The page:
Background on the Symposium

During the opening decades of the twentieth century, many American biologists were committed to eugenics, a broad, popular, and diverse movement that held that knowledge about heredity would provide the key to social and biological progress. This commitment had a huge impact on the biology curriculum of universities across the country. In 1914 the Journal of Heredity published an article entitled “Eugenics in the Colleges” noting with approval that 44 colleges offered courses in eugenics in a range of different departments. By 1928, 376 college courses on eugenics existed in this country.

Here at Puget Sound, Biology professor James R. Slater taught a course on eugenics from 1920 to 1951. The course catalog description read as follows: Mental Hygiene and Eugenics — A study of the problems of mental physiology, laws of heredity, sex, and racial progress. The questions of responsibility for conduct; mental and nervous defects; crime and delinquency, racial betterment, the relative importance of heredity and environment in the development of the individual, are thoroughly considered. This course gives the sociological aspect of Biology

The eugenics movement was pervasive in American culture and global in scope and reach. Historians have demonstrated how racist and ableist assumptions pervaded the movement; eugenics inevitably entailed someone in power making value statements about individuals and groups. Those statements had tragic consequences, for they were used as scientific justifications for anti-immigration, sterilization, and anti-miscegenation laws.

This past summer, an African American Studies and Biology major completed a summer research project on whether Puget Sound’s Slater Museum of Natural History should be renamed, given that biology professor James Slater taught a course on eugenics. Inspired by this research, faculty and students in the Biology and Science, Technology and Society Program have organized this symposium to help facilitate a campus-wide conversation about the history of eugenics, how we can understand, assess and learn from this past, and who we commemorate and why. An exploratory email to several experts on the history of eugenics asking whether they would be interested in coming to Puget Sound to help us understand this past was met with an overwhelming response: every scholar replied with an enthusiastic YES.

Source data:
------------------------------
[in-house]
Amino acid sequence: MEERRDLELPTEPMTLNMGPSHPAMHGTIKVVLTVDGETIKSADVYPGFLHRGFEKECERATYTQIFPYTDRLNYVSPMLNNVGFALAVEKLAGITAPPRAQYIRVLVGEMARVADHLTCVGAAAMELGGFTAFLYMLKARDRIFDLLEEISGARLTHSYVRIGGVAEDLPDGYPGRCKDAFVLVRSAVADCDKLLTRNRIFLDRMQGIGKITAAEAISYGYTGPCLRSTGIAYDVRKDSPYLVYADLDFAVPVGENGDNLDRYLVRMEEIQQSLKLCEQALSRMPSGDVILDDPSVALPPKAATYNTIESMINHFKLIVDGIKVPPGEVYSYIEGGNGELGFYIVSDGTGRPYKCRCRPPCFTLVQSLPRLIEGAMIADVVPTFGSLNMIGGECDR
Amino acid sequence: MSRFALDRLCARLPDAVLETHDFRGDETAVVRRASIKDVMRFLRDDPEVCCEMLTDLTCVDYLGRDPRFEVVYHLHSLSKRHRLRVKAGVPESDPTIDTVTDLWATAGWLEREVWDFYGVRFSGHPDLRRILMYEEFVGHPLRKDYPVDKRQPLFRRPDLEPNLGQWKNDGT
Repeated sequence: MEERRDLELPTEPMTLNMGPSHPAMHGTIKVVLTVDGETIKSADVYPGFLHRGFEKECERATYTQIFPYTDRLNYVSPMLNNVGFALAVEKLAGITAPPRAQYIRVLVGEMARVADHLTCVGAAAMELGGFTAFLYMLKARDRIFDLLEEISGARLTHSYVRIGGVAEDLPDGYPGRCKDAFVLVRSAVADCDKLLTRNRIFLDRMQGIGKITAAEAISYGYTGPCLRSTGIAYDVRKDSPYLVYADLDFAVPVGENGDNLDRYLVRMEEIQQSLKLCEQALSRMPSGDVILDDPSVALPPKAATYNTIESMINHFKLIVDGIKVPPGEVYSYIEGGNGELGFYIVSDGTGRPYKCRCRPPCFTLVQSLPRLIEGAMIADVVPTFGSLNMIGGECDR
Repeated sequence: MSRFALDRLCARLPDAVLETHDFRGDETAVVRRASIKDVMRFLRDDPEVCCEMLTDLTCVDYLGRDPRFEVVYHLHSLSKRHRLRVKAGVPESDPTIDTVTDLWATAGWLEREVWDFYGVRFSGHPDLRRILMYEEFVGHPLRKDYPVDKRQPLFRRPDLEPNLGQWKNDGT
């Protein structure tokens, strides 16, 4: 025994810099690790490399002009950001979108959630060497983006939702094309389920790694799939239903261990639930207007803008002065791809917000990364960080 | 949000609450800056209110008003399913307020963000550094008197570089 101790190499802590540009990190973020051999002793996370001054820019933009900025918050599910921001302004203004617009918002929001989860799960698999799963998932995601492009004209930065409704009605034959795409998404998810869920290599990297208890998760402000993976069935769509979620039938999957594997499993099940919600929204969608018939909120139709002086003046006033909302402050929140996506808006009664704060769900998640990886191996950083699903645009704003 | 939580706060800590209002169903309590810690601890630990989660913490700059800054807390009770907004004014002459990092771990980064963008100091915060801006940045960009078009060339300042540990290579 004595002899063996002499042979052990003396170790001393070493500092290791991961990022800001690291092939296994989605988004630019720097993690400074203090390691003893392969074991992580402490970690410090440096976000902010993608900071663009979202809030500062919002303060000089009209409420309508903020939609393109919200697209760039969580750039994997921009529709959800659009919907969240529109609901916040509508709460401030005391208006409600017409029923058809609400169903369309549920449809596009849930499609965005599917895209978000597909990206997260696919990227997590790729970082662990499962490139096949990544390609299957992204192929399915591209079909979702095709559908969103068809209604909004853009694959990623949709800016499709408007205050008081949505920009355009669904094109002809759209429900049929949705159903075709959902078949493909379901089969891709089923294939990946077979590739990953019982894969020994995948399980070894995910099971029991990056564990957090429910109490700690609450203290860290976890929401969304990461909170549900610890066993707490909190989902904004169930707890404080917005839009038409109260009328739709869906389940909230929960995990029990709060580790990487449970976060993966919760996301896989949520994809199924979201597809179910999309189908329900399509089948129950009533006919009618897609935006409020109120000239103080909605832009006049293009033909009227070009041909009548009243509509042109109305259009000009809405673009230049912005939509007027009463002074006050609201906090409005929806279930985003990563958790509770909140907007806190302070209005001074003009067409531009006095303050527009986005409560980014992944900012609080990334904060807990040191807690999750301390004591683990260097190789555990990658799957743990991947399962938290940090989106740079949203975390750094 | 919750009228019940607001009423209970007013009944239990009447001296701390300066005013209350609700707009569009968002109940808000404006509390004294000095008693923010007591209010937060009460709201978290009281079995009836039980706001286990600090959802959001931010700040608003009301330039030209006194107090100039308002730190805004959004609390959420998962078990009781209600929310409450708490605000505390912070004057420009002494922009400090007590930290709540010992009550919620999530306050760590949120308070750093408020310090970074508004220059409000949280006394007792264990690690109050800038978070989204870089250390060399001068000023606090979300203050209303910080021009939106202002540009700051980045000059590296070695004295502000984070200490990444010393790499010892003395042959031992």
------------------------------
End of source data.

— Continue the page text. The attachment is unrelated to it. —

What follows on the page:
The goal of this symposium is to ask difficult questions and explore a complex past with an eye to how the challenges and complexities of that past can inform decisions in the present, both with respect to commemorative practices and how we think about the role of science in society. For more resources on the history of eugenics, click the link in the upper right corner.